Vice President: Mary Burns

Secretary: RD Sharninghouse

Treasurer: Alex Garcia

Director-at-large: Mark Wray

• Director-at-large: David Coverston


As you can see, these generous people have volunteered to keep the chapter running for another year… Hopefully, for another year of “Distinction”… and if you notice, they are running unopposed. (We need more people to volunteer to serve!)
Members, we ask you plan to attend this very important meeting and VOTE…thus supporting these unpaid servants to our community. Keeping this chapter up and running and providing services to its members requires not a whole lot of time… but defintely quality time to make sure whatever members and student members need as Technical Communicators is available to them.

Our chapter is important to Orlando Central Florida Technical Communicators as it provides support, growth opportunities, knowledge, and camaraderie.  Elected officers begin their terms at the end of June’s chapter meeting.
NOTE: Just because you are not running for office, doesn’t mean you cannot volunteer in other ways to support the chapter and those who serve.

Members, you can submit your ballots in one of three ways. You can bring the ballot to the 15th of May meeting and complete it at the meeting, or submit your completed ballot by mail. (Mail ballots must use a double envelope – seal the ballot in the inside envelope. The sealed inside envelope protects voting privacy and should display your name, address, and STC membership number.) Mailed ballots must arrive by Tuesday, 13th of May. The chapter’s mailing address is Post Office Box 540444, Orlando, FL 32854-0444.

In order to vote in the chapter election, you must:

  • Be a current member in good standing of the chapter
• Submit your ballot by 7:10pm at the May 15 chapter meeting.
    — or —
Send your vote to nominating@stc-orlando.org by May 13.

Be sure to congratulate this year’s nominees and thank them for their willingness to serve the chapter…ask them how you can help them!
Debra

A View From Number Two

Sarah Baca

By Sarah Baca
Vice President
Orlando Central Florida Chapter STC
Vicepresident@stc-Orlando.org

 

 

 

We hope you can join us for this month’s Orlando CFL STC Meeting!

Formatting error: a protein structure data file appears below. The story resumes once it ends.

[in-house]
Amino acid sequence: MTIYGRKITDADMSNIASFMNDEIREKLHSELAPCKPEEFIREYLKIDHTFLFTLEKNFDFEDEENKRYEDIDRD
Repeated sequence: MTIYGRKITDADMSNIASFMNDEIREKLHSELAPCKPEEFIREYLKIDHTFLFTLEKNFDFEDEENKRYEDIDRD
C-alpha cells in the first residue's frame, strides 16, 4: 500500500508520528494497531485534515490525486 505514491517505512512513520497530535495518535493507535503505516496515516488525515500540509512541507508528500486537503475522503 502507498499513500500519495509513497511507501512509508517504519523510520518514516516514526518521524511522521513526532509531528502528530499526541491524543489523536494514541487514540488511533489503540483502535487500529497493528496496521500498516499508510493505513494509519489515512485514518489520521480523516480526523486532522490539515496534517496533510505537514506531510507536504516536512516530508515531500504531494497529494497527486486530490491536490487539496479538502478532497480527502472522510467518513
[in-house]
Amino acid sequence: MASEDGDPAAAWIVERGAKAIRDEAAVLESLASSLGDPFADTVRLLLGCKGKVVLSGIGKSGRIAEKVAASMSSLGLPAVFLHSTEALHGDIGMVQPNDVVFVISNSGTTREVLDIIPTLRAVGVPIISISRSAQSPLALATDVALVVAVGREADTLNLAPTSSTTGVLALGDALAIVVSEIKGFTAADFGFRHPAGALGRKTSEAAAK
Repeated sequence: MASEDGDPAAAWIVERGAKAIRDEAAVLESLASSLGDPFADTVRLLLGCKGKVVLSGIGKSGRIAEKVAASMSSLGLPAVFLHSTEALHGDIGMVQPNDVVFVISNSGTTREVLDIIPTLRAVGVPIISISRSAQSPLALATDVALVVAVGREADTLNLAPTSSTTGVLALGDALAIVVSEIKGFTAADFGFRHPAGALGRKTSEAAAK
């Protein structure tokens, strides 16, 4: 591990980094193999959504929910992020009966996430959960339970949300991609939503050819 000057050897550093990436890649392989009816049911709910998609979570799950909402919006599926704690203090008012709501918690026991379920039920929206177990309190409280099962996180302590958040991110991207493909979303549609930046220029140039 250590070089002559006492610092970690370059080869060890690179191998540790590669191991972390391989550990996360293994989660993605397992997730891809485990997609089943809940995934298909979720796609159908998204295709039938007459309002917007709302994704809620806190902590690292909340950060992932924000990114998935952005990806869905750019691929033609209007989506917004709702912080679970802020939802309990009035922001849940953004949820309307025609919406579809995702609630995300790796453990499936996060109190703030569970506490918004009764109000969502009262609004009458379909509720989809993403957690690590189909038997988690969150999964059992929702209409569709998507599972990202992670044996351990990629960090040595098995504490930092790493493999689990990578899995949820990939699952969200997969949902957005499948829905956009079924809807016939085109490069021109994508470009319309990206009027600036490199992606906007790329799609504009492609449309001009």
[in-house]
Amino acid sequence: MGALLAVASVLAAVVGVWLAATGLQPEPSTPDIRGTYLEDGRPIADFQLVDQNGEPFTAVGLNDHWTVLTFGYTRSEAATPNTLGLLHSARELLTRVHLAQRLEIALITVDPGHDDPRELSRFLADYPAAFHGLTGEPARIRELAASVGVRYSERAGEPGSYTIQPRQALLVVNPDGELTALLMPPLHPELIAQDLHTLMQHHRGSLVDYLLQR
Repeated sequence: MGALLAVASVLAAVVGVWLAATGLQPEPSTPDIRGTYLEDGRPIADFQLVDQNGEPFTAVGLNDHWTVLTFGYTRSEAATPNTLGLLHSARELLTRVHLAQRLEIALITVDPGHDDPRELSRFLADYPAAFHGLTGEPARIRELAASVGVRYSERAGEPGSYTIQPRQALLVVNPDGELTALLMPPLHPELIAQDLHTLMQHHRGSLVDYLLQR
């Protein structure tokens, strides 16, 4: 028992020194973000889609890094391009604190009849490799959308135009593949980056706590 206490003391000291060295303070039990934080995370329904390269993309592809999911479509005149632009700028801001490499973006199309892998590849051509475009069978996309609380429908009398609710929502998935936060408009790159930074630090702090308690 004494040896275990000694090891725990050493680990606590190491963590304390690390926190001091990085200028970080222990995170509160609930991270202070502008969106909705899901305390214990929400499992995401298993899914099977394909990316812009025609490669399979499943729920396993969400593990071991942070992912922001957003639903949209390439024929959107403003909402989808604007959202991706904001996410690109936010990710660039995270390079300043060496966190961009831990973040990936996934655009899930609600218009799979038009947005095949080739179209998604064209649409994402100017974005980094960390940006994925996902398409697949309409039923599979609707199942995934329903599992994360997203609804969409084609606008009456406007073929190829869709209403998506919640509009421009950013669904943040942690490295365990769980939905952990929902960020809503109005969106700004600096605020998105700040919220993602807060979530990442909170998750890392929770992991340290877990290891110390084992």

Topic: Collaboration Through Conflict, presented by Mark Kilby
Date: April 17, 2014, 6:30 pm networking, 7:00 pm presentation start
Location: Wyndham Vacation Ownership at 6277 Sea Harbor Dr. Orlando, Florida
Description: This talk will explore different types of conflict on teams and some ways you can prepare and navigate the conflict successfully.

A light dinner will be provided at no additional charge.
For more information and to RSVP, go to www.stcorlando.eventbrite.com.

RSVP is required!

 

*** Thank you Dan Voss for filling in at the last minute for the meeting.  Dan’s topic was “Writing Winning Proposals: Close Calls only Count in Horseshoes and Nuclear Wars.” ***

If You Missed The Last Meeting…

Mary Burns

By Mary Burns
Secretary
Orlando Central Florida Chapter STC
secretary@stc-Orlando.org

 

 

 

If You Missed Last Meeting…

This month saw us celebrating the achievements of Mike Murray (named an STC Associate Fellow); Mark Wray (Distinguished Chapter Service Award); and Candace Du Lac (Distinguished Chapter Service Award for Students).

The chapter stuck to its tradition of the March employment meeting. This year’s panel speakers were three representatives from the staffing companies SkyBridge Resources and Insight Global.

Seventeen attendees had their chance to ask employment questions and offer comments. Here are a few interesting facts and tips:

  • The health care and hospitality fields are hiring more technical communicators.
  • Working successive contracts can be positive. A contract is an opportunity to interview the company. Not a good fit? You finish the contract and move on, which looks better on your resume than leaving a permanent position.
  • Use software “demos” (a free trial version of a product such as Author-it) to expand your tools experience for your resume.
  • For portfolio materials created in a proprietary environment, check whether you can use an older project, or invent your own similar project, a tactic that shows your writing ability and your willingness to go the extra mile.
  • Provide your portfolio online. It’s an advantage when staffing needs are urgent and turnaround is 24–48 hours.